By Alejandro Cremades
Billion-dollar startup exits are cool. Yet, are they really as great for startup entrepreneurs as they are for startup investors such as VCs?
The new California gold rush has definitely been in “ludicrous mode” for a while. Who knows, unicorn farms may soon become the new norm. Yet, it’s worth pausing for a moment to really think about the math and mechanics of startups to figure out the smartest strategy for you as a founder before you take another dime in funding.
Which is the better exit?
Is it better to have a one-billion-dollar exit, but only own 2% of the company on the sale, or to keep 20% of the company, and be willing to exit at $100 million?
They’re the same thing. Both would theoretically give you a gross of $20 million to walk with. In practice, aside from the street cred and bragging rights, there are likely to be other substantial differences as well.
The cons of going all in for the unicorn
As a founder, there are some drawbacks to holding out for the biggest possible IPO or acquisition:
Odds are you will mistime the market.
The odds of failure are higher than the odds of selling for $1 billion.
It may take five times longer to reach a billion for the same amount of cash.
Your net may be depleted by bad earnout clauses.
The higher the dollar amount, the more limited you’ll be in what you can do after the sale.
You’ll need to raise more money, hire more, and dilute more.
You’ll have increasingly far less control of the venture as you go.
Some of these drawbacks might be considered “selfish,” so whatever you decide should be about doing what is best for your customers, your employees, and your early backers.
Why VCs need billion-dollar exits
VC firms don’t just crave billion-dollar exits, they need them. While news about companies like Uber make it sound like every startup should be worth billions, they aren’t.
Micah Rosenbloom, managing partner of seed-stage VC fund Founder Collective, says that out of 270 startup investments his company invested in, only 60 had achieved an exit and 30 had gone bankrupt. He also says that data shows the average startup with an exit sells for just around $150 million.
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The bottom line is VCs need really big wins, because those wins are very few and far between. They have to make up for all their losses and mediocre returns. VCs also are making much bigger investments, meaning they need big dollars back to create acceptable multiples. You might also say VCs can afford to take a gamble and risk going long more often—versus the founder who has just one horse in the race.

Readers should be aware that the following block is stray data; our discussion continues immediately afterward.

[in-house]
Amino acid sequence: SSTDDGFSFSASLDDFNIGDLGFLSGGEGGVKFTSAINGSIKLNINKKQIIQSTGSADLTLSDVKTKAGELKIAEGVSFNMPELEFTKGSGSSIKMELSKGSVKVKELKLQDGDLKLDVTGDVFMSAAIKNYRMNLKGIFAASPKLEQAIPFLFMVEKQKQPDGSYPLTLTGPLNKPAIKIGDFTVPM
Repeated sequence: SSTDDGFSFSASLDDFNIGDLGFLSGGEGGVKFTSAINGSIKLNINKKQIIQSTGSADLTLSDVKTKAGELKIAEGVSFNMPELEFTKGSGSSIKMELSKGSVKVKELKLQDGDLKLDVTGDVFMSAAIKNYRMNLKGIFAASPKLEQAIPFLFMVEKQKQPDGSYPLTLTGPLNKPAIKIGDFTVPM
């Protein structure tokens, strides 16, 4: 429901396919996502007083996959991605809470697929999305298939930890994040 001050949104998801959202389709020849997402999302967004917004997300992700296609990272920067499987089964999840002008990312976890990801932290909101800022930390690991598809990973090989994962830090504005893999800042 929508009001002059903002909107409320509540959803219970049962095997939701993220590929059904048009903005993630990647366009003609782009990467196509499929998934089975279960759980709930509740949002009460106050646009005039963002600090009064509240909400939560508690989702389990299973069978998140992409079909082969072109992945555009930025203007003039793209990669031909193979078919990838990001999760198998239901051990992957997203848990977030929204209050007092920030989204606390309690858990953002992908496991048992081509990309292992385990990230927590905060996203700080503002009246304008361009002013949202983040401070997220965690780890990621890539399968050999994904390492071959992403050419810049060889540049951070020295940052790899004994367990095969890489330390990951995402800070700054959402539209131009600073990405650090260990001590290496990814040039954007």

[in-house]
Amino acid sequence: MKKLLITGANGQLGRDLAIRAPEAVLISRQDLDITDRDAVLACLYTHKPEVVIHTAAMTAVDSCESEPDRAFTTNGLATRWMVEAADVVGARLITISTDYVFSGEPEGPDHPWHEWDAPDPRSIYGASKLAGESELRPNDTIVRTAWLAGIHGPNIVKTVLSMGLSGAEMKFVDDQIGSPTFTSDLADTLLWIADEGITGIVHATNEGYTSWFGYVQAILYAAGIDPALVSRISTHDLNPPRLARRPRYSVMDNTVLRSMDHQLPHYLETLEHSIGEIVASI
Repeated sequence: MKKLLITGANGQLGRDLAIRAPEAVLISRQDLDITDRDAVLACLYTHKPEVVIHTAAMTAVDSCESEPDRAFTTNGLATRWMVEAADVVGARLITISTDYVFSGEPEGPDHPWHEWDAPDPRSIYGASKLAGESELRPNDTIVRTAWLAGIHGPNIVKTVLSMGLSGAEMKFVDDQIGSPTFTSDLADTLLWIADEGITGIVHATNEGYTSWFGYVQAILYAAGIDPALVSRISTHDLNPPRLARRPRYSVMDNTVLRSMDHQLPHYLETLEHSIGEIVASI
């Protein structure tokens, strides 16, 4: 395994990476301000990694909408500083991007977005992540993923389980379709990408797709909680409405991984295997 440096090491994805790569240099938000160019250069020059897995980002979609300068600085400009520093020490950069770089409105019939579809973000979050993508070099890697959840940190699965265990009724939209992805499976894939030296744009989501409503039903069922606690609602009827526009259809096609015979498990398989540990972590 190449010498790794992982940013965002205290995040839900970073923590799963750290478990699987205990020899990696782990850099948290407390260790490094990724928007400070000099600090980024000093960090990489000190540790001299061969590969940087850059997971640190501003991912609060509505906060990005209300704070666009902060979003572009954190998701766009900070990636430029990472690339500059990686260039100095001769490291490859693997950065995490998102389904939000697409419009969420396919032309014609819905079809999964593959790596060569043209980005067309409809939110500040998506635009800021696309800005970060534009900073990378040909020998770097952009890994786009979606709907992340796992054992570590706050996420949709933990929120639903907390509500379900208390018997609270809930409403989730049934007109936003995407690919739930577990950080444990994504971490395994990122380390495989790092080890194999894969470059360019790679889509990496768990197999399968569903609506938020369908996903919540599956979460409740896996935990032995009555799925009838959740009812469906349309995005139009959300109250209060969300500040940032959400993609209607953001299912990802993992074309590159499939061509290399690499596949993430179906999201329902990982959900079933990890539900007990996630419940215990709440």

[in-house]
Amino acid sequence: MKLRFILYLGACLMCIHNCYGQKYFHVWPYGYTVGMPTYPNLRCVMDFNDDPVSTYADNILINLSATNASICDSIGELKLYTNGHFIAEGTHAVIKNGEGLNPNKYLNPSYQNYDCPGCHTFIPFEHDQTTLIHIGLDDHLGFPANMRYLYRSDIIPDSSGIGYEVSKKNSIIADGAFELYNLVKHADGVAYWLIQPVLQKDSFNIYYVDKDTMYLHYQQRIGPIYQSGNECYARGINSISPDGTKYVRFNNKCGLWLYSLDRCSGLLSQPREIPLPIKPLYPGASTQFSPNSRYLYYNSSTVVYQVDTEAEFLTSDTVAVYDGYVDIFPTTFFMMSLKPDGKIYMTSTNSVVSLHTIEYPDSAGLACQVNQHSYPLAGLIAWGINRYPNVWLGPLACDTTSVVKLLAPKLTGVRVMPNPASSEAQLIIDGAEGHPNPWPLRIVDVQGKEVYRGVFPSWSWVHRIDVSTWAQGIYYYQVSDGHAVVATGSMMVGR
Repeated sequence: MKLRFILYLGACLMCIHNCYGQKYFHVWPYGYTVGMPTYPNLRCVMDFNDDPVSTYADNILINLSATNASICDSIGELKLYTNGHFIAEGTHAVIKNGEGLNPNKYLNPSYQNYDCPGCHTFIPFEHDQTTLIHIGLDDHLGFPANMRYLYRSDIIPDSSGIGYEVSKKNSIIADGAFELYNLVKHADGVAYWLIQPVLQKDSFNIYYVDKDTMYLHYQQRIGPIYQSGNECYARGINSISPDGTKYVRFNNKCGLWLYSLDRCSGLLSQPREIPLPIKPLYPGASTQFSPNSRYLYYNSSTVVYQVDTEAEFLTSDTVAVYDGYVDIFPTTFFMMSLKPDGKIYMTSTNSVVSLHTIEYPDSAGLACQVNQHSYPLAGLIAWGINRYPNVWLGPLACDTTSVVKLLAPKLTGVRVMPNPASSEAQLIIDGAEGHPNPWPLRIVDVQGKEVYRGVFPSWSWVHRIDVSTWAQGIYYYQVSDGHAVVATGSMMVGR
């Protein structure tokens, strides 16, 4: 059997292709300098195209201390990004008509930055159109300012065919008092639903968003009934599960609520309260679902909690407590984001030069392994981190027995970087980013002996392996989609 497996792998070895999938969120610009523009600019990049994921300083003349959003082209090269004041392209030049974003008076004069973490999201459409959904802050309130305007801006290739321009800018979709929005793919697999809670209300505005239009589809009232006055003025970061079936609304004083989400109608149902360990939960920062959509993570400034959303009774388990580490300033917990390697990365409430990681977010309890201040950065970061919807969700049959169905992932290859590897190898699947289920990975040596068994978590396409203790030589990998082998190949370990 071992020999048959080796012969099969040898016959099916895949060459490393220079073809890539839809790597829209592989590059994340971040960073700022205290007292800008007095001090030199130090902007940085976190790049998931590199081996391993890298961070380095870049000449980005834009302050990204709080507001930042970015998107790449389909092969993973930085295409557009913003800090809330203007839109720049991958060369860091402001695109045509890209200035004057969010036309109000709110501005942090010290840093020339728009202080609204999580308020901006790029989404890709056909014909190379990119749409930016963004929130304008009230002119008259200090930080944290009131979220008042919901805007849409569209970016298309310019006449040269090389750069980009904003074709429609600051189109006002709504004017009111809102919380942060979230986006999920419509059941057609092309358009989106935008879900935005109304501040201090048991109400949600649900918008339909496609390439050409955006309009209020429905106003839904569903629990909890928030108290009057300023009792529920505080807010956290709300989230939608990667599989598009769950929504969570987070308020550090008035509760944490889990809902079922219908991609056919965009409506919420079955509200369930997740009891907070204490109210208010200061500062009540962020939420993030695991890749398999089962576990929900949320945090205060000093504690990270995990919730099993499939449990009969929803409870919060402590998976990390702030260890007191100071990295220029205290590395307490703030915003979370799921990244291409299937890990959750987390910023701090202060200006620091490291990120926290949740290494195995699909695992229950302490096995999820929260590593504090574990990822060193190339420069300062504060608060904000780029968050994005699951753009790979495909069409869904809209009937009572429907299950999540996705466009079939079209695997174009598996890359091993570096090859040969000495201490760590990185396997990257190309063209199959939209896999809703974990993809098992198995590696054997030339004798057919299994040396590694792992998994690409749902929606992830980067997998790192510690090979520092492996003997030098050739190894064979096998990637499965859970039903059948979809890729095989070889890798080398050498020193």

Why founders don’t need billion-dollar exits
I’ve interviewed several founders with billion-dollar exits, and some founders have had even more than one exit. As humble and modest as these people are, I’m sure they would not have preferred to sell for less. Yet, that doesn’t mean they are going to insist on ten-figure exits for future ventures.
Firstly, most successful founders don’t launch startups just for the money. Typically they already have well-paying, comfortable, and enviable jobs with lots of options. A startup is a sizable risk with few guarantees. More often it’s about the impact they can have on the world, and that may or may not require a really big exit.
The one recurring factor I have seen that tips entrepreneurs into accepting a big buyout offer is receiving a life- changing sum of money. A life changing amount depends a lot on what you start out with. For example, $10 million would probably be enough money for most people to retire on or at least to not have to worry about money. However, it won’t go far if you like spending money on flashy things.
Most often, exiting founders just want to move on to the next project. The faster they are in and out of projects, the more they will make, instead of holding out for one big exit. In fact, startups one and two are often just school for the really big one. They’re a chance to learn about fundraising, making the right connections, and choosing the right startup investors and team. Data shows “super founders” are more successful in their later ventures.
Even if the money is your thing, if you have multiple startups and average $100 million a year, you’ll still be better paid than seven of the top 10 highest paid athletes in the world. Best of all, going short means you can really deliver for your family, the friends who provided seed money, your team, and your customers. And it’s more of a sure thing than gambling.
What’s right for you? It helps to have an idea of “your number,” your limits, your timeline, and major milestones, as well as remembering your original mission. If that mission is to evolve into a unicorn, then don’t quit; follow the dream. And if that isn’t your main driver, a sub $150 million exit can still fulfill everything you want.
About the Author
Post by: Alejandro Cremades
Alejandro Cremades is a serial entrepreneur and the author of the The Art of Startup Fundraising, which offers a step-by-step guide to today’s way of raising money for entrepreneurs. Most recently, he built and exited CoFoundersLab, one of the largest communities of founders online; prior to that he worked as a lawyer at King & Spalding. Alejandro is an active speaker and has given guest lectures at the Wharton School, Columbia Business School, and at NYU Stern School of Business. He also has been involved with the JOBS Act since its inception and was invited to the White House and Congress to provide his stands on the new regulatory changes concerning fundraising online. Check out case studies of founders with the biggest exits, and serial founders and why they exited when they did on his M&A blog.
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